• Oh come on--there are plenty of kids that have grown up with a lot worse having been done to them and who were abused terribly, yet grew up to be productive members of society and parents themselves. I'm sick of people blaming parents for everything that their adult children end up doing that is against the law. The fact that he had such a terrible childhood is based upon what? His own recollection or fact? If it was fact, then the military should have known this guy was on the edge to begin with so how in the hell did he even get to Iraq? Sometimes no matter what the parents do right in bringing up their child, the kid does things that are bad. If he is guilty and deathis the penalty then so be it--don't beg for mercy and place the blame on the parents.
    Anonymous

    Answer by Anonymous at 7:02 PM on May. 20, 2009

  • I don't think you can blame parents for what grown adults do. As an adult, you have the choice to live a bad life or to live a good one. Regardless of how your parents raise you, you have that choice. Your parents can be saints, and raise you as one, and you can still be a serial killer when you grow up. And your parents could be serial killers and you can choose to go the other way. Adult choices can't be laid at the feet of the parents.
    tropicalmama

    Answer by tropicalmama at 7:05 PM on May. 20, 2009

  • IMO this was an instance of a person who would've done something like this wether he was in the military or out on the streets. Its was only a matter of timing. There may be some cases where severe abuse can lead to someone not knowing right from wrong or developing a mental illness. However, I doubt this was one of those cases. And, a big part of the military is rebuilding you into a soldier. A person with confidence and morality. There are plenty of times through out processing and deployment where the do a mental health check. Some people can lie around those and appear to be stable, weven if they are not. Sometimes people slip through the cracks and use the "oppurtunity" of being in a foriegn land to act on things they probably would've done anyway. And I know many patriotic Americans who might say they want to do ~this~ or ~that~, but its just 'war' talk and when faced with the reality of it, they wouldn't do anything.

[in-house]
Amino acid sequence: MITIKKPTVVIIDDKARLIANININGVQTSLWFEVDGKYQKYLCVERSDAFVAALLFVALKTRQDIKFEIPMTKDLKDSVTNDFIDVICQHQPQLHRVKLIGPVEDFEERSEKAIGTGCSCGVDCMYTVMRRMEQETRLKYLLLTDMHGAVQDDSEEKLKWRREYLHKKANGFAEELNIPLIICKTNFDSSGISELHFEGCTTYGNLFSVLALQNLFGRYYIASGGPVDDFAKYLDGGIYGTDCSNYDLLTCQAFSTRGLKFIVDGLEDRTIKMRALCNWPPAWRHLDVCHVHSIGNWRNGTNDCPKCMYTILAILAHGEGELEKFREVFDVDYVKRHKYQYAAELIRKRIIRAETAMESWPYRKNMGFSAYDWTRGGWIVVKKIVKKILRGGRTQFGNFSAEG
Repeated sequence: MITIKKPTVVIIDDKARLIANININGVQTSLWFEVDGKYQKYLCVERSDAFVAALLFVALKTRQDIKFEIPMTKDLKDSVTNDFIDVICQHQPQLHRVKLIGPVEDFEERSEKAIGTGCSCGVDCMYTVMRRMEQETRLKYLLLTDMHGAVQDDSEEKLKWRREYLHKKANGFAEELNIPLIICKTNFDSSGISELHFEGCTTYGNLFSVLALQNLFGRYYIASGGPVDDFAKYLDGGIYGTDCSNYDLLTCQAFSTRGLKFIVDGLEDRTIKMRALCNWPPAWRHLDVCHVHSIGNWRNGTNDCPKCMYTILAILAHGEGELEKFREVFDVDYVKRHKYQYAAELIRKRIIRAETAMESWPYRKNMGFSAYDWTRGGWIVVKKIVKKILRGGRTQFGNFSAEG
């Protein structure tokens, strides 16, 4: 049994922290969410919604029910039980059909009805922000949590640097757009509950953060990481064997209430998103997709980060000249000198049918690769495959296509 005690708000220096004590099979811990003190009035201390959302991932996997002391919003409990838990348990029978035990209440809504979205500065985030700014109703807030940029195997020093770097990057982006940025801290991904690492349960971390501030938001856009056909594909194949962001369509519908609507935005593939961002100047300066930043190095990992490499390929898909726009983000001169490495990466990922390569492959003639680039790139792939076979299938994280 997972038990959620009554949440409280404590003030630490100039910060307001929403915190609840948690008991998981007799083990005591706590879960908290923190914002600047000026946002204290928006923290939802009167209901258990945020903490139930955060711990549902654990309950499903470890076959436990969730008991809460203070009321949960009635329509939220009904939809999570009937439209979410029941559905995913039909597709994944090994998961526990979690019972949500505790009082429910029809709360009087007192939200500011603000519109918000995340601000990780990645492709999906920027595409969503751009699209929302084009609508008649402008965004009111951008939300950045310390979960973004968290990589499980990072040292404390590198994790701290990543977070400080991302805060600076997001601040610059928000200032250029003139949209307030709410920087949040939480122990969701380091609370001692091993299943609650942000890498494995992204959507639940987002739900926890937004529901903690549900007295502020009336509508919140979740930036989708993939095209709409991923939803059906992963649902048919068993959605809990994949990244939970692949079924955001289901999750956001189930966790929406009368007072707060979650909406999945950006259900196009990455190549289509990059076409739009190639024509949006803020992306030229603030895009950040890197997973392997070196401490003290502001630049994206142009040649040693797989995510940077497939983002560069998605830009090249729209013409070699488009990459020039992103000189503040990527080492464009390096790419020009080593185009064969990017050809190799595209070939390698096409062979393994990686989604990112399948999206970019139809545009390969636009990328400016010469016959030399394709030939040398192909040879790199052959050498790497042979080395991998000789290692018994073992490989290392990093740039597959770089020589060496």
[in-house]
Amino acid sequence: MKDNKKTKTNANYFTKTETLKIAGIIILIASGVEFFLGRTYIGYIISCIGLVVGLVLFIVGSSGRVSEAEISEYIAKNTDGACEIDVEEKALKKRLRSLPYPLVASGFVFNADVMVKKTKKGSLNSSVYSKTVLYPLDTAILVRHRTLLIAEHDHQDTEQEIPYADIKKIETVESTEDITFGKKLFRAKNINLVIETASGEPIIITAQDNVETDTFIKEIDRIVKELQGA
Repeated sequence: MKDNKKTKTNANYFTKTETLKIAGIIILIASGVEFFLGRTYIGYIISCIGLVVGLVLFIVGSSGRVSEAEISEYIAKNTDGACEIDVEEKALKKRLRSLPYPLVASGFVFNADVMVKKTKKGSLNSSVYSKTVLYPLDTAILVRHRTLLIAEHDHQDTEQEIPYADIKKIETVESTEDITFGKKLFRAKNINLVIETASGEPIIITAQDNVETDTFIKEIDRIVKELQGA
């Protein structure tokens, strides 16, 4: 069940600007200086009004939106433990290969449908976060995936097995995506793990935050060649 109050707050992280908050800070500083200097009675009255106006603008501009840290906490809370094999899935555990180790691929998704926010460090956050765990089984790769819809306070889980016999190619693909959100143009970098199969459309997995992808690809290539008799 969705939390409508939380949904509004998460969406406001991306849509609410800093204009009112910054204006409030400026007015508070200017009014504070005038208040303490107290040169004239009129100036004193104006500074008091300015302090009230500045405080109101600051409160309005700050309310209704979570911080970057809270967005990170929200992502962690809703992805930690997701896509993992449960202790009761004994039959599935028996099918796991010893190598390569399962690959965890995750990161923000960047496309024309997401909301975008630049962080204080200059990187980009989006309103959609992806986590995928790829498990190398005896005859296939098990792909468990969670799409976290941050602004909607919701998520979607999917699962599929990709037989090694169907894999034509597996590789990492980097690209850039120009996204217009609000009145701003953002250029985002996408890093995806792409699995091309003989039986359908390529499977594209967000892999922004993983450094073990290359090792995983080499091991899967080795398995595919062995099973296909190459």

ozarkgirl3

    Answer by ozarkgirl3 at 7:19 PM on May. 20, 2009

  • No. I've known people who had horrible childhoods but they are perfectly normal people. They chose to rise above their upbringing and become the person their parents should have been. It's a "blame someone else" society so people don't have to accept responsibility for their actions. Hopefully it won't work on this sicko.
    ashandamymom

    Answer by ashandamymom at 7:41 PM on May. 20, 2009

  • "little structure in his home life and little guidance from his parents" doesn't even come close to what I would call abuse that would cause some kind of mental issues to the degree that this man acted to rape that little girl and then commit murder of an entire family. This isn't the case of a child or teen doing something wrong, this soldier was an adult, someone who should have been trusted to protect that family. What he did was disgusting and there is no excuse for it. There is no excuse for what the others did either--they were all accomplices and took part in it. I hope he gets the death penalty.
    Anonymous

    Answer by Anonymous at 7:55 PM on May. 20, 2009

  • Its time for people to stop blaming others for their action, I personally know of a family,,who mother raised 6 kids by herself,all 6 are sucessful,her 1 son,not only has his masters,but,when he goes on business trips,a limo picks him up,he now speaks to young men who don't have fathers,letting them know, it's true,you can be all you want to be.
    Anonymous

    Answer by Anonymous at 10:18 PM on May. 20, 2009